Northumbrian Water creating gas from sewage

Engineer looking at the gas to grid plant
Engineer looking at the gas to grid plant

Northumbrian water has installed a gas to grid plant in Howden, North Tyneside at a cost of £8m. The plant will be used to inject gas captured from digesting sewage onto the grid. The grid plant is currently in the final stages of commissioning.

 

In a project nicknamed ‘Power from Poo’, Northumbrian Water has been generating electricity from the sewage treatment for more than three years, by utilising the methane gas released by bacteria digesting the sludge to drive turbines, in turn creating electricity.

 

The sludge is pre-treated after sewage treated by heating it to 165 degrees Celsius under six bars of pressure. At this stage, pathogens are destroyed and cell structures are broken down, making it easier for the bacteria to digest.

 

Prior to the gas then entering the grid, it is cleaned in water towers to remove impurities. Propane is also added prior to injection so that it matches gas currently on the grid.

 

Artificial odour chemical Butyl Mercaptan is also added to the naturally-odourless gas to give it its characteristic smell for safety reasons.

 

When commissioned, the gas to grid plant is expected to produce up to 88 million kilowatt hours of renewable energy per year, which is enough to meet the gas requirements of 5,000 homes. The £3m annual efficiency attributed to the plant will aid Northumbrian Water in maintaining amongst the cheapest bills in the utilities industry.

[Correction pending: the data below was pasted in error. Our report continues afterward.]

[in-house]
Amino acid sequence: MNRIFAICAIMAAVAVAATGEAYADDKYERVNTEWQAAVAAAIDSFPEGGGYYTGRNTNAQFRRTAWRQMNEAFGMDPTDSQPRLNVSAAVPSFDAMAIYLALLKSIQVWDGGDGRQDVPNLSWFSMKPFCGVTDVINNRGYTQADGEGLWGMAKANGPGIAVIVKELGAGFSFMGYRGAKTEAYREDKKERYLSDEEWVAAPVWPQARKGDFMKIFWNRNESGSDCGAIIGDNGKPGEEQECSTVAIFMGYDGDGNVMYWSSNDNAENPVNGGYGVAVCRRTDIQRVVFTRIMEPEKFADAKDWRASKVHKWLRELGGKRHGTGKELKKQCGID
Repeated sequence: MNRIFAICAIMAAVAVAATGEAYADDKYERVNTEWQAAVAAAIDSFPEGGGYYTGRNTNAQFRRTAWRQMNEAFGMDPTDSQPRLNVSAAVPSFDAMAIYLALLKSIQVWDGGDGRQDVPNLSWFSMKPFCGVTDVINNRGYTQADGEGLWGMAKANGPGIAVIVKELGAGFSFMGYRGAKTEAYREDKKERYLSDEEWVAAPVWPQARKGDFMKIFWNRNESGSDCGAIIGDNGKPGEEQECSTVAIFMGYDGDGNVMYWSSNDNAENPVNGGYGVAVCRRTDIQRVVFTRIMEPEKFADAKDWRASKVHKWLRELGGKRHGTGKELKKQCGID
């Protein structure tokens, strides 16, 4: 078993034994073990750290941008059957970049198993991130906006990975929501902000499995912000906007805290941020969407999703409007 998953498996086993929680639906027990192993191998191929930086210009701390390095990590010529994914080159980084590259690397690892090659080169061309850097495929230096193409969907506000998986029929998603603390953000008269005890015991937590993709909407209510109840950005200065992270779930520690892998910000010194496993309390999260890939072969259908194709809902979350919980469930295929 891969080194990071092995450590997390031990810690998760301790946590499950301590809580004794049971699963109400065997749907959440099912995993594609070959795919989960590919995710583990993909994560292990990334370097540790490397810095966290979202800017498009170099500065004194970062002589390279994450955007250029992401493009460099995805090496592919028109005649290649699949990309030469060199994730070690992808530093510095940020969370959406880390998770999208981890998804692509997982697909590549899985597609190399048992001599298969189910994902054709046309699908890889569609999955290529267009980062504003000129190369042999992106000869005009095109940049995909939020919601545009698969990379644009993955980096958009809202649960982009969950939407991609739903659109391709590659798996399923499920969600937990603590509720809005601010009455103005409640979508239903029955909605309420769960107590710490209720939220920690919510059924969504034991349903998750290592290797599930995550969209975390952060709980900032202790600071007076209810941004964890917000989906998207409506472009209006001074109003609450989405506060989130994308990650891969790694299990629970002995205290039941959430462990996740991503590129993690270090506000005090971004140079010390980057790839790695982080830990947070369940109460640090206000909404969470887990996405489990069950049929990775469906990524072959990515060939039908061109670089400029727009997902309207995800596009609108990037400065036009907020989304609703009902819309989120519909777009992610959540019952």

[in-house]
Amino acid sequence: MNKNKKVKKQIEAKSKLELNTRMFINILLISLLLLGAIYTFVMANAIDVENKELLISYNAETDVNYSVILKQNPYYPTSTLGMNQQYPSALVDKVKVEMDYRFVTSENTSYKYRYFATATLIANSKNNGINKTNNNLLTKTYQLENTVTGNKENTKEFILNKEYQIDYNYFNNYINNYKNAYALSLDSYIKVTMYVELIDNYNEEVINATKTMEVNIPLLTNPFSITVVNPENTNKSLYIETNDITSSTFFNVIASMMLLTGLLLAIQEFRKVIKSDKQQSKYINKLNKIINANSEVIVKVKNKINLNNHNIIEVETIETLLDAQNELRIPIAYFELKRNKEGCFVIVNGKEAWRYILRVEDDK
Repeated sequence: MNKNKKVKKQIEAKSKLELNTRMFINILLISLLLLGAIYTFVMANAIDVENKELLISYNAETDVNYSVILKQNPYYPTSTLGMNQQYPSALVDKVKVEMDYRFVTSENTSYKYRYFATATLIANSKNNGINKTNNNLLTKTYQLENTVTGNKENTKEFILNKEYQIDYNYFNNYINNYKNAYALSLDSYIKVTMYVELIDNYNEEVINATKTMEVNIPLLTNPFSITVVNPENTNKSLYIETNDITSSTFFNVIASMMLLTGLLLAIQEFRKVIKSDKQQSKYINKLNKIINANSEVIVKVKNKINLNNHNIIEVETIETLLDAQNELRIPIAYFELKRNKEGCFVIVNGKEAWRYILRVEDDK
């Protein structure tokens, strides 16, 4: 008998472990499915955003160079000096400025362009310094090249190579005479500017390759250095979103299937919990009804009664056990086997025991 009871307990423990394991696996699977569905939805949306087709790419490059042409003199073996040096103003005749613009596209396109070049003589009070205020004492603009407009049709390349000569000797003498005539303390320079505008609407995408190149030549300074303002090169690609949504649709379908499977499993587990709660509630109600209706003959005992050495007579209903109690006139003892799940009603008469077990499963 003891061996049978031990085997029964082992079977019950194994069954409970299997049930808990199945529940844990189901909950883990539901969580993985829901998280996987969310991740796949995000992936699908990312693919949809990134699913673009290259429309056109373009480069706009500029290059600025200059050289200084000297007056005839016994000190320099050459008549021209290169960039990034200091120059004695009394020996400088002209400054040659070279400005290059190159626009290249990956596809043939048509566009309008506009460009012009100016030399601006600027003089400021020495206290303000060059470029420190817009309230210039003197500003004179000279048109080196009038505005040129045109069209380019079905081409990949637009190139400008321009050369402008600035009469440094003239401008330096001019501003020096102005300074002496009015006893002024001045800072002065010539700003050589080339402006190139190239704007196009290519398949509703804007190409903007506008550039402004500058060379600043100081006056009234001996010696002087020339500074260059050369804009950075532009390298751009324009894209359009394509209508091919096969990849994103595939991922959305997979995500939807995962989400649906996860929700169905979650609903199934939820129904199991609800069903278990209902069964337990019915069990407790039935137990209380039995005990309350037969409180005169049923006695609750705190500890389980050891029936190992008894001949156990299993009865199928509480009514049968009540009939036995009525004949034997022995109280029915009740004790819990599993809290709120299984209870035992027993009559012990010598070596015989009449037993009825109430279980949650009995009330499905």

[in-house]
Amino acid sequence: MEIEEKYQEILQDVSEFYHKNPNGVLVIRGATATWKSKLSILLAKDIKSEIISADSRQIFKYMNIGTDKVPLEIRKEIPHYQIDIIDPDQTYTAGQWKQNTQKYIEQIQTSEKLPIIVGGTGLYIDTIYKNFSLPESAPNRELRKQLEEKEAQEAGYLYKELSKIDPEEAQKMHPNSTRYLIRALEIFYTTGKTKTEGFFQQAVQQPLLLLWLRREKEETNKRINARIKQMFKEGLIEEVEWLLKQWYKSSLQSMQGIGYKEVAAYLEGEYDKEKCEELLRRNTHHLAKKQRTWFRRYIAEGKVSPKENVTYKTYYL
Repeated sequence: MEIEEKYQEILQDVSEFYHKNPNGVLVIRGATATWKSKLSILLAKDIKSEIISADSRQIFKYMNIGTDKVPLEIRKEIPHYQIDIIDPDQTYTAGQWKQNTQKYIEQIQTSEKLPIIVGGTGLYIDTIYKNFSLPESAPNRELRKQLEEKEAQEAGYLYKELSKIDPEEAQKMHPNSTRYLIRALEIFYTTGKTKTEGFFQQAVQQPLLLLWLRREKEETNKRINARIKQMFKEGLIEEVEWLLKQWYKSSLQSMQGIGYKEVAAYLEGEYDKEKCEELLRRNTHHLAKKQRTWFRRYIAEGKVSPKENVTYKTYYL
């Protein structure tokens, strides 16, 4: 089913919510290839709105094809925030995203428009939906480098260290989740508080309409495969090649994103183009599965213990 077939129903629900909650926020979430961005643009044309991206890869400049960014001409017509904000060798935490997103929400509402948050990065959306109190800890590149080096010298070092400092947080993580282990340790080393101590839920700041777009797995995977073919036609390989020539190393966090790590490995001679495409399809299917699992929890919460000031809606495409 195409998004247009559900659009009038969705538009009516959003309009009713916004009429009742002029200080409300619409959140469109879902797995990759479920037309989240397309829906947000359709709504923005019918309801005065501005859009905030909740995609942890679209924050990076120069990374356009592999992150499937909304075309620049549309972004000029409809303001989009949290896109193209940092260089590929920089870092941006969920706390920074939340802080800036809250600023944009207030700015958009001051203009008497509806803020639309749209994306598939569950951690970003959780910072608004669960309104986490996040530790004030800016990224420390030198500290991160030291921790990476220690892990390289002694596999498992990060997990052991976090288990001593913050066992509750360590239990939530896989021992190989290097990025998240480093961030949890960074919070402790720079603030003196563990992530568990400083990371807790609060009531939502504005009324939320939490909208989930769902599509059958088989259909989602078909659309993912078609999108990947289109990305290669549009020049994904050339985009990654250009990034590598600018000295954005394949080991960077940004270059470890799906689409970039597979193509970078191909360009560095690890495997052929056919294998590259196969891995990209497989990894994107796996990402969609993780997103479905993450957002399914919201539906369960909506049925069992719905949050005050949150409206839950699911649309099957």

Northumbrian Water’s Wastewater Director, Richard Warneford, commented: “We are now able to produce both gas and electricity. More than 20% of our total power use is now from renewable energy sources including hydro power at our treatment works and reservoirs like Kielder Water.

 

We are leading the industry in pushing the bounds of technology and learning from the challenges of integrating the new gas plant with our existing advanced sewage treatment and electricity generation processes.”

 

The gas to grid plants is anticipated to be at 100% flow over the coming few months.

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